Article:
Axelsson convinced Peter’s teenage caretaker to let the chimpanzee play with some oil paints and a brush. Initially, Peter ate more paint than he managed to get onto the canvasses; his favorite “flavour” was cobalt blue, a color which featured prominently in his later work.  With some encouragement, Peter soon began to develop his artistic skills. Once he finished showing off his artistic talents, producing several paintings, Axelsson chose the four which he considered the most worthy to be displayed, and set about getting them included in the exhibition at the Gallerie Christinae.

Once the hoax was revealed, the critic who had previously compared Pierre Brassau with a ballet dancer, Rolf Anderberg, doggedly stuck by his assessment and stated that Pierre’s work “was still the best painting in the exhibition”.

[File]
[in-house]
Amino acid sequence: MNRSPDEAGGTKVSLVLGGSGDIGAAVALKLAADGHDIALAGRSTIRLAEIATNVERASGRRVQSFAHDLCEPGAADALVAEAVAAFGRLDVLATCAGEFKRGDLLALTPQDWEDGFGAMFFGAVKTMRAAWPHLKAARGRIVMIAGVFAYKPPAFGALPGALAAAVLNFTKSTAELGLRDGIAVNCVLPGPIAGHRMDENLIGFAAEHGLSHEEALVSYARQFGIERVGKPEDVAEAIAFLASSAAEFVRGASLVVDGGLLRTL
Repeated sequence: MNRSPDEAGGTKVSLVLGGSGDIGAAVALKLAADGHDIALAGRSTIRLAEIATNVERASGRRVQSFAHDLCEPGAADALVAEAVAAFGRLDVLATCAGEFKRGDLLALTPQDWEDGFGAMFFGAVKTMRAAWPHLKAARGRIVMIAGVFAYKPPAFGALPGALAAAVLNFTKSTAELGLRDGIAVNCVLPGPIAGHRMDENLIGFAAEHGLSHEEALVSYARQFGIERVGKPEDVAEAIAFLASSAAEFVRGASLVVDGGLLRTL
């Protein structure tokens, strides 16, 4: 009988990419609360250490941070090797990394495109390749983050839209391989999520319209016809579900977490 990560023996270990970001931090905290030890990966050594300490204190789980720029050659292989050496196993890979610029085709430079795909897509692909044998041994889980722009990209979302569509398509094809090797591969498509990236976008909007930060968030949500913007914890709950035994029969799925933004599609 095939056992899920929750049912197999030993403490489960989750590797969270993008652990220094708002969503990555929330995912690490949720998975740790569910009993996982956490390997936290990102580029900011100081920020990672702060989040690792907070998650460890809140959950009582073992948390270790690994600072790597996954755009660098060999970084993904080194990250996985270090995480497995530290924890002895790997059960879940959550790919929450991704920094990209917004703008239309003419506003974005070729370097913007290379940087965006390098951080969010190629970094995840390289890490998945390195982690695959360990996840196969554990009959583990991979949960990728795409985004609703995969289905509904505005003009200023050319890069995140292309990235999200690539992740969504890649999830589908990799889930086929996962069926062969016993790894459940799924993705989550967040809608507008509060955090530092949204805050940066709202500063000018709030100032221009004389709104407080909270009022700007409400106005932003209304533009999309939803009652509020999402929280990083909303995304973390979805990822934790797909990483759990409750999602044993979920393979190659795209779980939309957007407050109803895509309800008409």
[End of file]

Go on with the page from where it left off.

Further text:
Brassau went down in history as a perfect example of how beauty, and the value of art, truly is in the eye of the beholder. Additionally, Brassau would go on to inspire other people to market artwork created by their animals. In one famous incident, a collector showed a painting of multicolored blotches to the director of the National Arts Foundation Museum in Moritzburg. When asked what her opinion of the painting was, she stated she thought a famous painter, Ernst Wilhelm Nay, might have created it. As it turned out, a chimpanzee named Gambhi painted it.